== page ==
Today marks the 44th anniversary of the second oldest continuously professional basketball league in the world, the Philippine Basketball Association (PBA). While neighbors like Japan, Korea, and Taiwan went baseball crazy, the Philippines went all in on the sport of kings. I remember jeepneys being emblazoned with logos for the Lakers and the Bulls while I was there. If the trend still continues, I’m guessing there are tons of Golden State Warriors paint jobs nowadays.
But there’s also the PBA, which currently consists of twelve teams. They are not arranged by geographical locations, so there are no “home arenas”. The most successful team (and one of the original founding members) is the San Miguel Beermen. They are basically the Lakers of the PBA, with 25 championships and the most all-time victories. They are so named because their company, San Miguel, is a local brewery.
The Beermen have gone by several names. They started off as the Royal Tru-Orange, and have also been known as the Magnolia Ice Cream Makers, Magnolia Cheese Makers, Magnolia Beverage Masters, and the Petron Blaze Boosters depending on the corporate owner and what they want to advertise at the time. Once they changed ownership because the chairman of San Miguel fled the country during the People Power Revolution. But they always seem to come back to being the San Miguel Beermen after all is said and done.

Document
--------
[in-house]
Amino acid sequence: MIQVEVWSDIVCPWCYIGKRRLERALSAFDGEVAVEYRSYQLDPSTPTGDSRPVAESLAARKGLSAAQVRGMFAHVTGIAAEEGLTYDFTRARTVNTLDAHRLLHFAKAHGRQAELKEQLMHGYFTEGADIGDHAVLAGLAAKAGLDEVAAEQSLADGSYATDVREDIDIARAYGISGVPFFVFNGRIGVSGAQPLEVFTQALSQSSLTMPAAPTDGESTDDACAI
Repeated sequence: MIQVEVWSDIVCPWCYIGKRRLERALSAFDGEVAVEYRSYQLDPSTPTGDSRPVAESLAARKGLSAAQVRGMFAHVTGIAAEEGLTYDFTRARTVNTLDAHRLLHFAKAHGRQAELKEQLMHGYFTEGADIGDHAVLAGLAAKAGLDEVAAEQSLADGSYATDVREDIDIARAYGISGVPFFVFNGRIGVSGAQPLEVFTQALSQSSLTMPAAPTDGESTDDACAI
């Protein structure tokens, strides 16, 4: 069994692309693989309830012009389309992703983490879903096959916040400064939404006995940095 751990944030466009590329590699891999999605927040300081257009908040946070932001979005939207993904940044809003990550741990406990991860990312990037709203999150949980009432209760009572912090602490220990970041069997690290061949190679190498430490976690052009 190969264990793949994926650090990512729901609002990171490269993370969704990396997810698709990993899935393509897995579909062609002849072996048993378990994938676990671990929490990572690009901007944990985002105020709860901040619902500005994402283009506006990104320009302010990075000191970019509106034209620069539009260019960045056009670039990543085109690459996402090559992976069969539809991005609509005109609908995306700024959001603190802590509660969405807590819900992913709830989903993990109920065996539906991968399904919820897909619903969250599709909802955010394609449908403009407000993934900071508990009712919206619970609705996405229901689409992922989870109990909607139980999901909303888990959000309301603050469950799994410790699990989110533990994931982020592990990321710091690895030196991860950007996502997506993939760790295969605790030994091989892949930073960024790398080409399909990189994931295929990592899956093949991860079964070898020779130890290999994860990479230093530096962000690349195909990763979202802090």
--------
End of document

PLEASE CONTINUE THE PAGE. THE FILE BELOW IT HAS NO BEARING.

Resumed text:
I assume the sponsorship naming rights lead to some eyecatching sports reporting. Take, for example, this passage on Wikipedia:
The Ice Cream Makers made it to the Open Conference finals against powerhouse Great Taste Coffee Makers and lost in six games. In the Reinforced Conference, the team became known as Magnolia Quench Plus. The Thirst Quenchers were booted out of the semifinals by Great Taste in a playoff game.
Poetry to the ears.
Also great: being called the “Beermen” leads to some fantastic portmanteaus. After overcoming a 0-3 deficit to win the 2016 playoffs (against the conservatively named Alaska Aces), the series was dubbed the “Beeracle.”
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